Assemblymember Didi Barrett (D-Hudson) announced that legislation she authored, which would allow physicians to prescribe treatment on an individual basis to their patients with symptoms of chronic Lyme disease, including but not limited to the administration of antibiotic care lasting longer than four weeks, has passed the Assembly and the Senate (A.7558-B). The legislation garnered bipartisan support and unanimously passed in the Assembly.

“The Hudson Valley has seen cases of Lyme and other tick-borne diseases reach crisis proportion in recent years, yet the course of treatment remains mired in controversy,” said Assemblymember Barrett. “Patients with Lyme or other tick-borne illness deserve the best course of care possible. This bill would allow doctors the discretion to prescribe vital, antibiotics for a period of time beyond their traditional use, when they determine that such care is in the best interest of their patients, without risk of censure.”

The Hudson Valley has become the epicenter of the Lyme disease epidemic in the Northeastern United States. Based on New York State Department of Health figures, 50,000 people contracted Lyme disease in 2012 alone. In the case of Lyme disease, the practice of medicine has not kept pace with the research advances on the biological agents responsible for the disease symptom. Patients with Lyme disease should have the same rights as those with other diseases. They must have the right to be seen and treated by the practitioner of their choice, to be informed that there are differing professional judgments about the appropriate care for Lyme disease, and to participate in the choice of treatment as it pertains to their circumstance and preference. The rights of the patient hinge upon the ability of the practitioner to act in the best interest of the patient without fear of reprisal from the professional discipline system when more than one set of guidelines exists.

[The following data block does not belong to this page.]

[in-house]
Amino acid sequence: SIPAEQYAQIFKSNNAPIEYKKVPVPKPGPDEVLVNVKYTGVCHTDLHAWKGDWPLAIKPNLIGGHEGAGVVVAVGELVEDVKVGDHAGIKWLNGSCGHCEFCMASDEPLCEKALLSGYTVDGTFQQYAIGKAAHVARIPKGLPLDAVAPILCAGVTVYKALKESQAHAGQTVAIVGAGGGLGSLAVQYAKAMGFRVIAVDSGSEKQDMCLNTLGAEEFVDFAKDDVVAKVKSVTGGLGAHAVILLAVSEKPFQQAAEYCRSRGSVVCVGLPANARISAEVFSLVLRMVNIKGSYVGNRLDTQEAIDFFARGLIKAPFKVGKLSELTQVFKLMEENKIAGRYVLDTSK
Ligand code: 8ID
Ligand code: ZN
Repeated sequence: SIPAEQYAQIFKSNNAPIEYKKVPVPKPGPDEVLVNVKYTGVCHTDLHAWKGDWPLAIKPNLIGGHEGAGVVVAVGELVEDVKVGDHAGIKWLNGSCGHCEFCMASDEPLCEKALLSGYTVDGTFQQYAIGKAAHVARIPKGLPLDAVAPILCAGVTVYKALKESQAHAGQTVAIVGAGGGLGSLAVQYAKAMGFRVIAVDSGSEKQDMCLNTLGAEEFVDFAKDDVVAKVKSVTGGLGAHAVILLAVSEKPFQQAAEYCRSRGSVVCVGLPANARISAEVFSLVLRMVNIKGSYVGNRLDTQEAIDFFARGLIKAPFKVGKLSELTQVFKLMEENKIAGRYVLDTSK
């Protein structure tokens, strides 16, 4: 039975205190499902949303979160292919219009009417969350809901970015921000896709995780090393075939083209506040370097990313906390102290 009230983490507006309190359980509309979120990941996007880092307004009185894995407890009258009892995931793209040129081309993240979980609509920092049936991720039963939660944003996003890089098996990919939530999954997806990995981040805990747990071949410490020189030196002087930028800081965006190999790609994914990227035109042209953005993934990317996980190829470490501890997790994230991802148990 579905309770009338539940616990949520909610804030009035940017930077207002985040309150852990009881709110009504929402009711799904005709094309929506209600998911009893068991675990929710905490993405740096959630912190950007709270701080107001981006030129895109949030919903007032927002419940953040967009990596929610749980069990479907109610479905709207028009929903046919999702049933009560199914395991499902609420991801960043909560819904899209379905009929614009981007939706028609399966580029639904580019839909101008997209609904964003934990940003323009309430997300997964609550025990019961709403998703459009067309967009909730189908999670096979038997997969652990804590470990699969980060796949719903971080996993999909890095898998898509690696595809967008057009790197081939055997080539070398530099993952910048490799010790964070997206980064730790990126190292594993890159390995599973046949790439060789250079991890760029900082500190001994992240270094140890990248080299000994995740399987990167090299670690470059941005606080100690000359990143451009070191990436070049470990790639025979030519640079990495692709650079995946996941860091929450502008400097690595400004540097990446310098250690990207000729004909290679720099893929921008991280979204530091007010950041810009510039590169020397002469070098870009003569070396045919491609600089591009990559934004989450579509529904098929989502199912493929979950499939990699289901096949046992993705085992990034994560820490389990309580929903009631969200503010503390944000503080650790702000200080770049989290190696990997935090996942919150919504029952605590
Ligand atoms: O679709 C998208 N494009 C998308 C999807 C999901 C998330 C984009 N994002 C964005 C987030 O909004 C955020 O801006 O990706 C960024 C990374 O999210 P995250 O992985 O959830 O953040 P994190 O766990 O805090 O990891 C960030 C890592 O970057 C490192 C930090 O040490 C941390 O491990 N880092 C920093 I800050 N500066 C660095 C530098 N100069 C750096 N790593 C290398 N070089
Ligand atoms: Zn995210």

“I applaud the hard work of the NY State Assembly and Senate on passing a Lyme bill that protects patients and gives physicians the right to diagnose and treat patients according to their best medical judgment,” said Dr. Richard Horowitz, author of Why Can’t I Get Better?: Solving the Mystery of Lyme and Chronic Disease. “Lyme disease is the number one vector-borne epidemic spreading worldwide, and is endemic in NY State. The passage of this bill will ensure better and more appropriate access to health care for those who are chronically afflicted with Lyme and associated tick-borne diseases.”

“We are grateful to the NYS Assembly and Senate for passing this bill, which will provide patients and physicians relief. While in the face of unsettled science, it is unconscionable that unlike other illness, so many sick Lyme disease patients have suffered due to lack of individualized treatment,” said Jill Auerbach, Chairwoman of the Hudson Valley Lyme Disease Association. “The Office of Professional Medical Conduct (OPMC) overstepped its bounds by harassment of the dedicated physicians who compassionately treated these most complicated discarded patients, who were left by others to suffer. This should relieve fears that has understandably caused other physicians reluctance in treating as they believe is correct when patients are still ill. How fortunate we are to have Assemblymember Barrett in Albany working for us.”

In addition to passing legislation, Assemblymember Barrett authored and passed a resolution proclaiming May 2014 as Lyme Disease Awareness Month. Lyme Disease Awareness Month provided an opportunity to focus on these complex illnesses, to provide information on and raise public awareness of its causes, effects, and treatments, and to underscore important education and research efforts surrounding Lyme and tick-borne diseases.